What Is a Trust and How Does it Work?
Trusts are legal arrangements set up to ensure that an individual’s assets eventually get passed to certain beneficiaries. The person who creates a trust puts the assets they wish to pass on in the name of the trust, and they charge a third party with administering the assets for the creator of the trust and the beneficiaries.
Put simply, a trust works through three key individuals or entities, which include the following:
- The trustee. This is the person or organization who is responsible for administering the trust.
- The beneficiary or beneficiaries. This may include a single person, several individuals, or charitable organizations that eventually receive all or some of the assets placed in the trust.
- The grantor. This is the individual who creates the trust and places the assets in it.
The primary reason for creating a trust is for the transfer of assets from one individual to another. These trusts may hold various types of assets. Some examples include cars, homes, and investment accounts.
Individuals often choose to place their assets in a trust to avoid having their assets and their heirs go through probate when they pass away. Probate refers to the part of the court system that is responsible for deciding whether a will is valid and then distributing the assets according to the will or according to state laws if there is no will. This process can be a lengthy one, taking several months, and much of the information involved is public record.
What Are Revocable and Irrevocable Trusts?
Revocable trusts are also called living trusts. They get this name because the grantor can change the assets and beneficiaries as long as they are alive and mentally and physically able to do so. With these trusts, the individual can name themself as a trustee and name a successor trustee or co-trustee. This is beneficial if the individual is diagnosed with a debilitating medical condition, as it allows the individual to get their affairs in order before they are unable to do so and then pass the responsibility of managing the trust over to the successor.
An irrevocable trust differs in that the individual can’t change their mind. Once the assets are placed in the trust and the beneficiary is named, it is fixed permanently.
What Are the Advantages of Having a Trust?
Individuals may decide to create a trust for a multitude of reasons. Some of the advantages they typically find most appealing include the following:
- Potential savings on taxes. There are some types of trusts that can lower an individual’s estate taxes.
- Time. The probate process is often long and arduous, so having a trust set up can avoid the need for your assets to go through probate, and therefore get them to your heirs sooner.
- Privacy. Because the assets placed into trusts are not required to go through probate, they are not made a part of public record. This is important to some individuals if they are making distributions that they don’t want to be public or if they are disinheriting someone. Keeping the distribution hidden in this case can avoid unnecessary drama.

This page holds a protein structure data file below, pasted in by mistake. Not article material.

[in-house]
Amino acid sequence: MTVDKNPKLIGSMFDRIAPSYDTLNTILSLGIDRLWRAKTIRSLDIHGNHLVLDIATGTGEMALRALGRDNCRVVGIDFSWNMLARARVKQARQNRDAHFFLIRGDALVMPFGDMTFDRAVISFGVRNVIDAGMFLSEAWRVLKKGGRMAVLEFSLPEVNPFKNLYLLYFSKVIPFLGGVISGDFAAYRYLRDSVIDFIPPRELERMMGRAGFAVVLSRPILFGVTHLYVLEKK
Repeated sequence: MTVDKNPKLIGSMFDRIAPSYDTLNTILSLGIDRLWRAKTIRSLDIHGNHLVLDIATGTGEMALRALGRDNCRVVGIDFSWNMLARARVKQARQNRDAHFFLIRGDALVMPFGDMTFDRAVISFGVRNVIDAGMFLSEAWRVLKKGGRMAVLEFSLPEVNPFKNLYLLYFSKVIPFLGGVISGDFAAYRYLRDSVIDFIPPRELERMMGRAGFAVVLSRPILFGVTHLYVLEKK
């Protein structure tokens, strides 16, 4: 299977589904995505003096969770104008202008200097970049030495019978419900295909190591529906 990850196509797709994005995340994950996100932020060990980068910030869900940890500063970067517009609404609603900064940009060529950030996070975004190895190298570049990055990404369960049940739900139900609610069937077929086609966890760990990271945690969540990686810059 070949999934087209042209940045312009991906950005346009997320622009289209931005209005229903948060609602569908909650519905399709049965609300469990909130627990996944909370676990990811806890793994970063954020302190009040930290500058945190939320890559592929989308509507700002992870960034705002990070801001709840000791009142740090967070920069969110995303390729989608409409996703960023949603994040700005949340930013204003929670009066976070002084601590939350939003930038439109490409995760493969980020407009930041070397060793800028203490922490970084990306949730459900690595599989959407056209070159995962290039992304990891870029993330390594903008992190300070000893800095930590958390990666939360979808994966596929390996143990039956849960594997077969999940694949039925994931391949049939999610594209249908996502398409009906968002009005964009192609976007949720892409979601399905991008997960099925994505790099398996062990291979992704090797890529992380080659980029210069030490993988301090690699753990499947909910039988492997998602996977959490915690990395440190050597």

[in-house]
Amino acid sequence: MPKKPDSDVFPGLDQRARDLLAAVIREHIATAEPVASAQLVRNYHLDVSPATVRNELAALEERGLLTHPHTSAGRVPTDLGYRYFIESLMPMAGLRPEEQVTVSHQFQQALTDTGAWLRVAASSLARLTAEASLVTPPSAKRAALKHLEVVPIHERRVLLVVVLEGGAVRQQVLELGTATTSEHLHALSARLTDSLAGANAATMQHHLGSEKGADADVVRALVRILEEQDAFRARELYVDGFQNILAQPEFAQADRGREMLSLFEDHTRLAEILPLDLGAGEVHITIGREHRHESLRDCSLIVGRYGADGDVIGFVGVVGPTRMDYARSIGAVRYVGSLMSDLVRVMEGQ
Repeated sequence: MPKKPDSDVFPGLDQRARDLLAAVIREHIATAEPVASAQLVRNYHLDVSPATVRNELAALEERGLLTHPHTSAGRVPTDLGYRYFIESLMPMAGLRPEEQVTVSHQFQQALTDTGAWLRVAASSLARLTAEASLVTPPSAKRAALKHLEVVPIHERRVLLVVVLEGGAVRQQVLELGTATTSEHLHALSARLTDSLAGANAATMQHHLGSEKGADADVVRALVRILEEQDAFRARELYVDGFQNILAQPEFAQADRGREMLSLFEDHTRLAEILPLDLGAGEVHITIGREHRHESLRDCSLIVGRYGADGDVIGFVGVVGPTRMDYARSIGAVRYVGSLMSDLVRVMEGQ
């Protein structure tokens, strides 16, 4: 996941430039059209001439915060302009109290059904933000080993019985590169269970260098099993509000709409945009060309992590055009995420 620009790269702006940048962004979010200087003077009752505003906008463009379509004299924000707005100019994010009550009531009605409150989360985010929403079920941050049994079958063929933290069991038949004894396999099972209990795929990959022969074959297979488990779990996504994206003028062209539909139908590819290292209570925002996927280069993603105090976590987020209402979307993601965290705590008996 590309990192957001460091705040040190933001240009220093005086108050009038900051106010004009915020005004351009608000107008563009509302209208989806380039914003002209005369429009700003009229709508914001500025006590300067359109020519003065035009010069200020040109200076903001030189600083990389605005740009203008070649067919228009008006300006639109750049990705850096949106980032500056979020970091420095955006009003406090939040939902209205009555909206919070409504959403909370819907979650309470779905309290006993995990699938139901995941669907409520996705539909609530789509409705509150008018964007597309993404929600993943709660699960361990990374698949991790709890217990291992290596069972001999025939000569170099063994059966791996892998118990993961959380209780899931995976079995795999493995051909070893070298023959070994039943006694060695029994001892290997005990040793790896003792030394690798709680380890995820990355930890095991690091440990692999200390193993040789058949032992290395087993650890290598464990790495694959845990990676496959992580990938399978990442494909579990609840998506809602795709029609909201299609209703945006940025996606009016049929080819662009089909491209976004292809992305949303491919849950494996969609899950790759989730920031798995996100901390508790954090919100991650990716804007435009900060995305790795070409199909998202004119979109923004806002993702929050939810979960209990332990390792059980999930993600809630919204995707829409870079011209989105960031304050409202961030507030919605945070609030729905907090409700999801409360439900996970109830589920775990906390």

- Control. With a trust, you can specify the terms you intend. This means that you can be strategic when protecting assets after a divorce, for instance, or if you want to control when your children receive monetary assets. It may also give you a degree of control over the way individuals spend the money you leave to them.
What Are the Duties of Trust Administration?
When a person is tasked with trust administration, they are given two sets of duties. The first includes the duties imposed by the terms of the trust, and the second is a set of default responsibilities, called fiduciary duties under trust law. The fiduciary duties that a trustee must carry out include the following.
- Furnishing pertinent information to beneficiaries of the trust. A trustee must provide detailed information to beneficiaries at times, whether they request it or not. This information may include the existence of the trust, the individuals’ status as beneficiaries, and any significant developments or changes to the trust.
- Identifying and segregating trust property. The trustee must keep trust property completely separate from their own property.
- Keeping immaculate records and furnishing reports. The trustee must keep specific records and provide reports to the beneficiaries, as ordered by the courts and dictated by the trust instrument.
- Being impartial. A trustee is required to administer the trust impartially, showing no favoritism to a group of beneficiaries or any individuals over others, whether in investments, disbursements, or otherwise.
- Being loyal. The trustee must be committed to acting solely in the interests of the trust’s charitable purpose or its beneficiaries. A trustee is prohibited from ever engaging in self-dealing or getting involved with a conflict of interest. The trustee must always deal fairly with the trust’s beneficiaries and always communicate all material facts to them.
- Being prudent. When a trustee administers a trust, they must act as a prudent individual regarding the circumstances, terms, and purposes of the trust.
Typically, a trustee in Granite Bay has two sets of powers, including those that the trust agreement grants them and those granted by California. If a trustee acts outside of the powers they are granted or violates their duties, consequences will ensue. The Granite Bay trust administration attorneys at McCunn Law can help a trustee avoid these consequences by navigating their responsibilities and executing their duties. We can also represent the trustee in court if it becomes necessary.